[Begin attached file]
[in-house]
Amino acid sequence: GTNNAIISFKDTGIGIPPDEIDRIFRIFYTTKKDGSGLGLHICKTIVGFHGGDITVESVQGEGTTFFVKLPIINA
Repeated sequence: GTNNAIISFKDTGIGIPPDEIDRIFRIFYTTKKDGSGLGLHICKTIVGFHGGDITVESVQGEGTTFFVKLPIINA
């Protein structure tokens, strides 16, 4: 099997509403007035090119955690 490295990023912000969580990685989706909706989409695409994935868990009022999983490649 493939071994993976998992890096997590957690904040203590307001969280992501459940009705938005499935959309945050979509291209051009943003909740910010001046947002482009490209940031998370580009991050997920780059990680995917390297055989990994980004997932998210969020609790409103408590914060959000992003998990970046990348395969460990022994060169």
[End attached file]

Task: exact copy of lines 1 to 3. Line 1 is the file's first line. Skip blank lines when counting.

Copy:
[in-house]
Amino acid sequence: GTNNAIISFKDTGIGIPPDEIDRIFRIFYTTKKDGSGLGLHICKTIVGFHGGDITVESVQGEGTTFFVKLPIINA
Repeated sequence: GTNNAIISFKDTGIGIPPDEIDRIFRIFYTTKKDGSGLGLHICKTIVGFHGGDITVESVQGEGTTFFVKLPIINA